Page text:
New York City's Gibney Dance is on a roll. In 2011, it expanded its footprint with additional studios in a 36,000 square-foot space next to City Hall that was owned by Dance New Amsterdam (DNA) at the time. Then, in January of 2014, the Anges Varis Trust gave the company $3 million to take over and renovate that exact building after DNA went bankrupt. And now comes word that it received $750,000 from the Andrew W. Mellon Foundation to fund its Dance in Process Residency program.
The scope of the grant is impressive. Over three years, the gift will provide 30 artists — that's $25,000 a pop for those keeping track at home — with a three-week residency at Gibney’s other Manhattan space, 890 Broadway in the Flatiron district, where the company has been based since its inception 23 years ago.
Many dance organizations run their own residency programs, but very few net such large grants from a foundation like Mellon. What's so special about Dance in Process? Here are just a few theories:
Gibney Dance didn't wait around for funding. Many organizations understandably tell foundations, "We'll do this, this, and this if we're so fortunate to receive funding." Gibney seemed to operate as if funding would be almost an afterthought. The Dance in Process program has been in pilot mode for the past two years with virtually no financial backing. The Mellon grant will provide foundational seed money to give everyone involved with much-appreciated fiscal piece of mind.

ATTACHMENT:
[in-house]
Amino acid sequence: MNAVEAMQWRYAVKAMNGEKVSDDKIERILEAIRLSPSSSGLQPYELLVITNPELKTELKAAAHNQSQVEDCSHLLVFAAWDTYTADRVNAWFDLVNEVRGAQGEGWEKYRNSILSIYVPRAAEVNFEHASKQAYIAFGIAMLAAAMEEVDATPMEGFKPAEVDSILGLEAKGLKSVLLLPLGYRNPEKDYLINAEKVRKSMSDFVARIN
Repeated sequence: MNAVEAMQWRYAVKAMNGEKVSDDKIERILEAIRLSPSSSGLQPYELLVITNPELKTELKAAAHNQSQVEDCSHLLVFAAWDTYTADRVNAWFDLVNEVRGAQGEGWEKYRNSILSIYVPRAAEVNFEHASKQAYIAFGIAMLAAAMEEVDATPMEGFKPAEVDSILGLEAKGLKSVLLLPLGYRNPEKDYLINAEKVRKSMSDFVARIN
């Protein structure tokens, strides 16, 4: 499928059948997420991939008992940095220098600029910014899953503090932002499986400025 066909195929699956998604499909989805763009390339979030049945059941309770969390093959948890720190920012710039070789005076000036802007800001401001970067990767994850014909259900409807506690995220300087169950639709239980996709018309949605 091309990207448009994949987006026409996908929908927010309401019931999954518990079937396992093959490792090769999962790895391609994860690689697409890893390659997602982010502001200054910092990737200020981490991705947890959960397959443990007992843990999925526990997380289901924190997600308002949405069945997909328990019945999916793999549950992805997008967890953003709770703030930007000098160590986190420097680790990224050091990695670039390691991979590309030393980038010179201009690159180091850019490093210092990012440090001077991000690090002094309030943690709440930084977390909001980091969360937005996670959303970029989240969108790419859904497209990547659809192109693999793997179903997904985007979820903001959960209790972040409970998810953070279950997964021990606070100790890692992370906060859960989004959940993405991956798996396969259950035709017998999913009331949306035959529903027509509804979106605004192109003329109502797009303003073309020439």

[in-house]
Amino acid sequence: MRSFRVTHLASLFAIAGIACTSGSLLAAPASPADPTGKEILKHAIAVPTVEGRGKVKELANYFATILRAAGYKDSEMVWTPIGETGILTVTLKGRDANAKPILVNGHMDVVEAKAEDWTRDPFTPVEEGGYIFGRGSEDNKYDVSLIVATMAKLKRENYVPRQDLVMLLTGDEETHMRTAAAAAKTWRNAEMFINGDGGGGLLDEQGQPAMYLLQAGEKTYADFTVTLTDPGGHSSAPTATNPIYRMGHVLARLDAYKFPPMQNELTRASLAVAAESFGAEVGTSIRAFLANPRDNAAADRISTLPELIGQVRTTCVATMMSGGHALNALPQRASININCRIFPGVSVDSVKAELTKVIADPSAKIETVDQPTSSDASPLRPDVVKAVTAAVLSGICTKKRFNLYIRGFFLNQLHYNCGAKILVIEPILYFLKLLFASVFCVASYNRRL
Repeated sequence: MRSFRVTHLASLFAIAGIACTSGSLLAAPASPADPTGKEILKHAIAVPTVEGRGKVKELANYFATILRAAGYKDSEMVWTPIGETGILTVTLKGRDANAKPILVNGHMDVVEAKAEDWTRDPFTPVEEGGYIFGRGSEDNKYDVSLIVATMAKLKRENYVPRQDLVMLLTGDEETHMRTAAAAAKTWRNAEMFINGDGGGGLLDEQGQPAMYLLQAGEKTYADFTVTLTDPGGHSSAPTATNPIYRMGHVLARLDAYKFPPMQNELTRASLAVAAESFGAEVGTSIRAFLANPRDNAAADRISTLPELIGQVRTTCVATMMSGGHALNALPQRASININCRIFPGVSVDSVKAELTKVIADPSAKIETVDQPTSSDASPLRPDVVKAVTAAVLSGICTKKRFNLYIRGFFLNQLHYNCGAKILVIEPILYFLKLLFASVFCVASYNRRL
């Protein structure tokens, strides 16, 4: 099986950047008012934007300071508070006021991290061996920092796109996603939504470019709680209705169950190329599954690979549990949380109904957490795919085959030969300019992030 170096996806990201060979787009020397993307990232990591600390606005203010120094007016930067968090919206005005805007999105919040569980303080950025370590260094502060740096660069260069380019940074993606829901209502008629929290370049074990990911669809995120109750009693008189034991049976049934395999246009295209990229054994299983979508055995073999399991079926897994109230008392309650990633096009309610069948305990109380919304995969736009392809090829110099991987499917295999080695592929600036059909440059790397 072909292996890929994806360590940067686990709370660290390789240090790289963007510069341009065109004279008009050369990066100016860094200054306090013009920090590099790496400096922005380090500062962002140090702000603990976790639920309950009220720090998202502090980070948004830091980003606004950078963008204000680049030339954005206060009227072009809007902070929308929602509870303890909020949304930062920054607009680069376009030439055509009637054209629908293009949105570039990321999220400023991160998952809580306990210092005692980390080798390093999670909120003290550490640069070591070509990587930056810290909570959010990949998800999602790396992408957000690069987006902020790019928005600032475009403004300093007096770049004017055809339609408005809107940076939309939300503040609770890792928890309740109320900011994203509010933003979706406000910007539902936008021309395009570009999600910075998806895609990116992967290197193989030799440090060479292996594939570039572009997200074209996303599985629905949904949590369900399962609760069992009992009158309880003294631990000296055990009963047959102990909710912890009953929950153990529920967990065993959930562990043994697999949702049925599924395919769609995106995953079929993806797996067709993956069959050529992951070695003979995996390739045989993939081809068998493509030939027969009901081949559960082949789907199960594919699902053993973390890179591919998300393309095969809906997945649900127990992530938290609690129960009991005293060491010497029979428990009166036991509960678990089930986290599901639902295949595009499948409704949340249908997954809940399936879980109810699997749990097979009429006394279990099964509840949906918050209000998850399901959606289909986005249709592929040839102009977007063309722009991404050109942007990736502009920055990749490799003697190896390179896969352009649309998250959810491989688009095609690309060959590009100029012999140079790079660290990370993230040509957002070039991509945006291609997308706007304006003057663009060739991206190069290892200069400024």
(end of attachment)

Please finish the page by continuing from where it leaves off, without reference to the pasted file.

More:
Of course, "don't wait around for funding" isn't always the best piece of advice one could give organizations. Dance organizations certainly aren't immune from the perils of bankruptcy. That said, we imagine Mellon was impressed with how Gibney built out the program on a shoestring budget.
It targets a demographic that other dance organizations ignore. The residency will focus specifically on mid-career artists, a demographic often left out of major funding support in favor of so-called established or emerging artists.
It focuses on in-progress works. Organizations that commission new works run the risk of funding artists who, for whatever reason, fail to live up to their proverbial end of the bargain. In-progress works, on the other hand, generally involve less risk because the work has evolved past the initial planning stages. And so Dance in Process will focus on work that has "progressed beyond initial research, developing work that requires technical support in a theater or production laboratory setting, and work that requires uninterrupted space and support in which to test new ideas and directions."
It's also worth noting that Dance in Process is a component of Gibney Dance’s $10 million "Campaign for 280 Broadway: Making Space for Culture," which will fund renovations within 280 Broadway as well as new and expanded artistic and community programs.
Click here for more insight on Mellon's work in the field of dance.